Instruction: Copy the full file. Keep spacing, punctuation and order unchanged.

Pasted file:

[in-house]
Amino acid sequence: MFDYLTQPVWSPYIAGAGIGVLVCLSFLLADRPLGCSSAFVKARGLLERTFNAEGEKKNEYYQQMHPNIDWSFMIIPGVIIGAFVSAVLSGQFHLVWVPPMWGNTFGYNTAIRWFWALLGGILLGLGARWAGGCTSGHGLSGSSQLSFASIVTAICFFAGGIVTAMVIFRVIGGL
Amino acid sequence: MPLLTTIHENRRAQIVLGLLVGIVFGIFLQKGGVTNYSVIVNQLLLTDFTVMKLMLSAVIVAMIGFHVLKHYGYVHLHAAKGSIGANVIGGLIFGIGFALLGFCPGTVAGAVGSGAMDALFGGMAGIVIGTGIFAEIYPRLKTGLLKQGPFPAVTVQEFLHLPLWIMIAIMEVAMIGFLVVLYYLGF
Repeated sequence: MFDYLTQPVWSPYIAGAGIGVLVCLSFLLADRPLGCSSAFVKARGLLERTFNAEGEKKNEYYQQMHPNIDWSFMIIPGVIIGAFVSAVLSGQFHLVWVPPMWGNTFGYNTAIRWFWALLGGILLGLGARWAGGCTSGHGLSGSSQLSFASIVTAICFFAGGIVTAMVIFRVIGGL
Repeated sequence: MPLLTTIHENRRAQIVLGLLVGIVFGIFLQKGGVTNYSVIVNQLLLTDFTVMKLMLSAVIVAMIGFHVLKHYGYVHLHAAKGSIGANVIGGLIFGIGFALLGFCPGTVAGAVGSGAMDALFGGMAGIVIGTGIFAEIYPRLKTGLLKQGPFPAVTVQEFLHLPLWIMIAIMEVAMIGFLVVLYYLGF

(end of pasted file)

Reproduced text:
[in-house]
Amino acid sequence: MFDYLTQPVWSPYIAGAGIGVLVCLSFLLADRPLGCSSAFVKARGLLERTFNAEGEKKNEYYQQMHPNIDWSFMIIPGVIIGAFVSAVLSGQFHLVWVPPMWGNTFGYNTAIRWFWALLGGILLGLGARWAGGCTSGHGLSGSSQLSFASIVTAICFFAGGIVTAMVIFRVIGGL
Amino acid sequence: MPLLTTIHENRRAQIVLGLLVGIVFGIFLQKGGVTNYSVIVNQLLLTDFTVMKLMLSAVIVAMIGFHVLKHYGYVHLHAAKGSIGANVIGGLIFGIGFALLGFCPGTVAGAVGSGAMDALFGGMAGIVIGTGIFAEIYPRLKTGLLKQGPFPAVTVQEFLHLPLWIMIAIMEVAMIGFLVVLYYLGF
Repeated sequence: MFDYLTQPVWSPYIAGAGIGVLVCLSFLLADRPLGCSSAFVKARGLLERTFNAEGEKKNEYYQQMHPNIDWSFMIIPGVIIGAFVSAVLSGQFHLVWVPPMWGNTFGYNTAIRWFWALLGGILLGLGARWAGGCTSGHGLSGSSQLSFASIVTAICFFAGGIVTAMVIFRVIGGL
Repeated sequence: MPLLTTIHENRRAQIVLGLLVGIVFGIFLQKGGVTNYSVIVNQLLLTDFTVMKLMLSAVIVAMIGFHVLKHYGYVHLHAAKGSIGANVIGGLIFGIGFALLGFCPGTVAGAVGSGAMDALFGGMAGIVIGTGIFAEIYPRLKTGLLKQGPFPAVTVQEFLHLPLWIMIAIMEVAMIGFLVVLYYLGF